After William Bell preached his sermon excoriating Christianity in December, 1874, First Universalist Church in New Bedford called an experienced minister. Rev. Jeremy Hoadly Farnsworth had been a Universalist minister for 30 years when he arrived in New Bedford, having served congregations in Massachusetts, Connecticut, New Jersey, Maine, Rhode Island, Virginia, and Iowa. He supported various reform movements, including temperance, women’s rights, and peace; before becoming a minister, he had worked in a cotton mill, and he was said to support workers’ rights. His obituary in the 1900 edition of the Universalist Register stated: “His home was happy. His churches peaceful and prosperous”; but there was no mention of the quality of his preaching.
Farnsworth was followed by Rev. William Curtis Stiles, who preached from 1878 to 1880. After the Pocasset Tragedy of 1879, where two parents murdered their child in an act of religious fanaticism while trying to re-enact the Biblical story of Abraham and Isaac, Stiles had a brief moment of fame. His sermon on the subject was published in a booklet titled History of the Pocasset Tragedy, with Three Sermons Preached in New Bedford. One of the other sermons was by William Potter, the older and better-known minister of the Unitarian church in New Bedford.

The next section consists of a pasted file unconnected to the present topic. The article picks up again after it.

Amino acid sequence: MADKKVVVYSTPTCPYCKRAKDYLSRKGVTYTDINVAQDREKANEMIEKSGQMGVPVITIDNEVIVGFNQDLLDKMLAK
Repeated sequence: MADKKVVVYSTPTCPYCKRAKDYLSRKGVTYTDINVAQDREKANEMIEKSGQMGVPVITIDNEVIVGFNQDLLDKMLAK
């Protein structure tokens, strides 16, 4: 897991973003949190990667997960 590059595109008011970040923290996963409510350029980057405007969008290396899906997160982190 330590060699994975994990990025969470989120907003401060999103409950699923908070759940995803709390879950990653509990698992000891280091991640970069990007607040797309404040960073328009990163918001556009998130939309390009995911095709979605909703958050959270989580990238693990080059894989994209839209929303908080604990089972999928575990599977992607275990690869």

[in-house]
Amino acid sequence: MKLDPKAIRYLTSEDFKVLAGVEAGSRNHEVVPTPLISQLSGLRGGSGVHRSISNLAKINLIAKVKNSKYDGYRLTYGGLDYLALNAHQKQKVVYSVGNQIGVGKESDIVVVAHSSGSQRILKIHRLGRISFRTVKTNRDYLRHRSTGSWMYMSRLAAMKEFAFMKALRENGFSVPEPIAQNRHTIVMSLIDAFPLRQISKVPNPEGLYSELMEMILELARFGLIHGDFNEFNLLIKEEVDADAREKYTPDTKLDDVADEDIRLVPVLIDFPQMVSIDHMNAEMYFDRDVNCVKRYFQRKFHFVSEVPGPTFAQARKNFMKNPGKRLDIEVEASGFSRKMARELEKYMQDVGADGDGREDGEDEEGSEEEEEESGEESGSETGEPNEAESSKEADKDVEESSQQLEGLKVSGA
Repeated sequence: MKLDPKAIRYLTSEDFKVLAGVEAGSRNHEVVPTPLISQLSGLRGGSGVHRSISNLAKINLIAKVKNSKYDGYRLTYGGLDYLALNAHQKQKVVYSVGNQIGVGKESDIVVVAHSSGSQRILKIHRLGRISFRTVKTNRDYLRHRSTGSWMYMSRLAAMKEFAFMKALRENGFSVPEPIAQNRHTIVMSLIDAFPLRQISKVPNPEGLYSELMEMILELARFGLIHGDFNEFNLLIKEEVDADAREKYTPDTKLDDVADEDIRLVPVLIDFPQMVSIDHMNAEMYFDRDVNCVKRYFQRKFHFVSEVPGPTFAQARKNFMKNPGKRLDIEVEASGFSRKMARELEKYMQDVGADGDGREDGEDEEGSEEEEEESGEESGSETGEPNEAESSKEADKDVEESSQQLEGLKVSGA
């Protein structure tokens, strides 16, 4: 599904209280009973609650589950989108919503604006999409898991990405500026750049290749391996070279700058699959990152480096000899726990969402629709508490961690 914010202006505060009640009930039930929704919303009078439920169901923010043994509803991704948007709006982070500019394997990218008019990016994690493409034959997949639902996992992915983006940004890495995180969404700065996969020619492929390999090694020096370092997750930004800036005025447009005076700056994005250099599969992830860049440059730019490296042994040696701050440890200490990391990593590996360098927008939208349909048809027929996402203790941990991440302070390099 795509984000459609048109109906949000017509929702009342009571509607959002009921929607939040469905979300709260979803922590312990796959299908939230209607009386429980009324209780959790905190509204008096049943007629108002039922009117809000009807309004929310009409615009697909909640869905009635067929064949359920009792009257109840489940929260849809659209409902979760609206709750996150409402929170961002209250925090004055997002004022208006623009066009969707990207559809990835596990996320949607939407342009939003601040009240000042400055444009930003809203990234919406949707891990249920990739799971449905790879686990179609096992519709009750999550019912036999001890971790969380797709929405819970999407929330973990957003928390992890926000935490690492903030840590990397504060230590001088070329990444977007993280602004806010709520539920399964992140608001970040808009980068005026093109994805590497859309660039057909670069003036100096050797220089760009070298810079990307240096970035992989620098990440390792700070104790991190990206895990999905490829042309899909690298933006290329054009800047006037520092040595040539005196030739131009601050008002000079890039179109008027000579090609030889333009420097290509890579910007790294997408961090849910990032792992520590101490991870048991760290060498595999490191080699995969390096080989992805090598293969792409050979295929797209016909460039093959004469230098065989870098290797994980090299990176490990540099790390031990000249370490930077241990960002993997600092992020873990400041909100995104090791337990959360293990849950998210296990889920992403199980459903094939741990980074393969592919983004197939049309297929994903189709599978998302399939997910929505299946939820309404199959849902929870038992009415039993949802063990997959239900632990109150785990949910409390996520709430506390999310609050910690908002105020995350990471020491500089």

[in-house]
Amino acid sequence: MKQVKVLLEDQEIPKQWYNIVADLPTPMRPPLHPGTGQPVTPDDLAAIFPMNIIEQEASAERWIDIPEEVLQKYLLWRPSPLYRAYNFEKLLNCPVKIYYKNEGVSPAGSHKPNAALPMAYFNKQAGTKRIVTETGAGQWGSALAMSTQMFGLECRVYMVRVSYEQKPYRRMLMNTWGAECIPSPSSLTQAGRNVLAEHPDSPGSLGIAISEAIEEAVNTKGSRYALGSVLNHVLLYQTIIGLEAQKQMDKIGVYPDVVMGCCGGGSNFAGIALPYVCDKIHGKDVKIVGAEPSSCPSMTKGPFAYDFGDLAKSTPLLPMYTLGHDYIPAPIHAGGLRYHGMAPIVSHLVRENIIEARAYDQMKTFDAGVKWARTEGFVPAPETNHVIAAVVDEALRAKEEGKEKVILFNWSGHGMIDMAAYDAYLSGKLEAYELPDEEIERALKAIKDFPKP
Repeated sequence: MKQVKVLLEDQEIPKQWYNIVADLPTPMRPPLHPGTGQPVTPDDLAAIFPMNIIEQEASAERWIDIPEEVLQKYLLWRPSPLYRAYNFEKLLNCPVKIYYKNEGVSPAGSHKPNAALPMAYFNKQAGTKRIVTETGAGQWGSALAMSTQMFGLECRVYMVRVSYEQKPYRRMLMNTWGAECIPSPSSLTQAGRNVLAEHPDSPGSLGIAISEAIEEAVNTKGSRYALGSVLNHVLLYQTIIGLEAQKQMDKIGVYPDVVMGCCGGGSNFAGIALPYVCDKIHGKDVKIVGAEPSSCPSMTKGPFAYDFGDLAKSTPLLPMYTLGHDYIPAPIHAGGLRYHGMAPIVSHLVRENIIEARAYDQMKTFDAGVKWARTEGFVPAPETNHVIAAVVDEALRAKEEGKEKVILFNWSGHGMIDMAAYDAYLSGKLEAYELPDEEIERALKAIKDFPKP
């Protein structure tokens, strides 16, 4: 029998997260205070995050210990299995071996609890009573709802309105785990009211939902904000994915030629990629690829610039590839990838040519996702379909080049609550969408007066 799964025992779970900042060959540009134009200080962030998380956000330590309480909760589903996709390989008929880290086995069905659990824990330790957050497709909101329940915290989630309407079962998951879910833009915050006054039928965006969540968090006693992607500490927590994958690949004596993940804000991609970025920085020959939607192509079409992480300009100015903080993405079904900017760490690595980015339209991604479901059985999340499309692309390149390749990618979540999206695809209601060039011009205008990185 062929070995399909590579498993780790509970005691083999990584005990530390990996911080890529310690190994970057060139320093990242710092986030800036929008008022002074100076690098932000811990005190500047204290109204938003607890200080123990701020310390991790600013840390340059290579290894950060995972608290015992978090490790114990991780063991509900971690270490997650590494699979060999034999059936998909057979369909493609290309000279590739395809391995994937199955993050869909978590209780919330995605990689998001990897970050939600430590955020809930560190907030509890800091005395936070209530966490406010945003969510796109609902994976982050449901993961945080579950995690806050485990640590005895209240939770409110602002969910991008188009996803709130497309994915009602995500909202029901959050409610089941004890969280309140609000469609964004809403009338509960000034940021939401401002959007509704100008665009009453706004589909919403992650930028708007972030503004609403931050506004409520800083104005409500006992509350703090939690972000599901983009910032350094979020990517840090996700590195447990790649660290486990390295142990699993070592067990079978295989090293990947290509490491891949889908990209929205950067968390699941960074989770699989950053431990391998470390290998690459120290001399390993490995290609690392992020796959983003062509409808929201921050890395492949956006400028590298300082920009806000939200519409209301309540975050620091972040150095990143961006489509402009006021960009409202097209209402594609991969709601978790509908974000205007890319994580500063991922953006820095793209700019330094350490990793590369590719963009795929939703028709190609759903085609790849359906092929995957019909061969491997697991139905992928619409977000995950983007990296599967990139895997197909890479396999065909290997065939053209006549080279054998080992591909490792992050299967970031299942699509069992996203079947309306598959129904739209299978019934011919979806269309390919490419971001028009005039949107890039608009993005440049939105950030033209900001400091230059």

After having served two years as the Universalist minister in New Bedford, Stiles renounced Universalism; he was converted to orthodox Congregationalism by Rev. A. H. Heath, the minister of the North Congregational Church. Stiles left New Bedford to become the pastor of the East End Congregational Church in Brooklyn. Stiles apparently left some turmoil behind him in the Universalist church, for the church did not call a new settled minister for two years. During that time, Rev. Charles Rockwell Tenney, the minister of the Mattapoisett Universalist church, traveled each week to New Bedford as a supply preacher.